Jan. 6, 2014
Retaining Ban on Crude Exports Good for Consumers, Climate
Statement by Tyson Slocum, Director, Public Citizen’s Energy Program
Note: On Tuesday, U.S. Sen. Lisa Murkowski (R-Alaska) is expected to make a speech urging the lifting of the crude export ban.
The oil industry, aided by pending shifts in Senate committee leadership portending a pro-oil tilt, is executing a full-court press to undo a 39-year-old consumer protection: a virtual ban on exporting U.S.-produced oil. It’s easy to understand why Big Oil wants to nullify the ban: doing so will lead to higher gasoline prices for U.S. motorists and fatter profits for oil producers. What’s unclear is why the Obama administration, specifically the energy secretary, supports ending the ban.
The export ban keeps more of America’s surging domestic production here at home, which keeps the purchase price of some domestic crude benchmark prices a tad lower for refiners that buy it to turn it into finished products. But overall, America’s booming oil production isn’t having a big factor on global prices, which is why gasoline prices during Obama’s oil boom have increased 54 percent since 2009. Global oil infrastructure makes it relatively easy to physically deliver the commodity in most parts of the planet, so there are generally prevailing universal benchmark prices. As a result, Wall Street traders price oil based on global trends, and right now they’re chasing Chinese demand rather than bulging U.S. production.
While the domestic glut isn’t moving global benchmark prices, it is keeping U.S. gasoline prices down a tad, as the excess capacity means it’s cheaper for U.S. refiners to access select U.S. landlocked crude. That’s why some refiners oppose lifting the crude ban; they’re making a fortune exploiting the export loophole. There are no restrictions on exporting refined petroleum products. That’s why we’re exporting three million barrels of refined petroleum every day, and a Public Citizen analysis shows that absent those refined exports, gasoline prices would be as much as 3.5 percent cheaper.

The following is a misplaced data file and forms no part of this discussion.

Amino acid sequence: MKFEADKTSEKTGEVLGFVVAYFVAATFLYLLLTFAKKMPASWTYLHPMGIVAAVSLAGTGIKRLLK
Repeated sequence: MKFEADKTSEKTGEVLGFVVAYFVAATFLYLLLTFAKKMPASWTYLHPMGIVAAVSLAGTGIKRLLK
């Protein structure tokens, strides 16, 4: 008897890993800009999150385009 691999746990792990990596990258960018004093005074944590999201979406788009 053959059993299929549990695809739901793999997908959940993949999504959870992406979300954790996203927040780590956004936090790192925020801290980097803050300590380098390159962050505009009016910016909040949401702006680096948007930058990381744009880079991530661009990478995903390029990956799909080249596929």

If the oil were to be exported without first refining it, we likely would see a higher rate of exports, and therefore a bigger price increase for American motorists.
Because lifting the ban would cause U.S. benchmark oil prices to rise, companies likely would have a greater incentive to increase production. With all of the increased production coming from controversial fracking techniques, lifting the ban not only would raise gasoline prices for U.S. families, but would create bigger environmental headaches.
As our current domestic oil boom painfully illustrates, America cannot produce its way to affordable gasoline, since the underlying commodity price is set by factors outside our borders. As long as our economy remains tethered to oil, we won’t be able to deliver affordable or sustainable energy for our families. Renewable energy, energy efficiency, the electrification of the transportation sector and investments in a sustainable energy infrastructure provide the only path for future prosperity. Keeping the crude oil export ban in place is an important first step.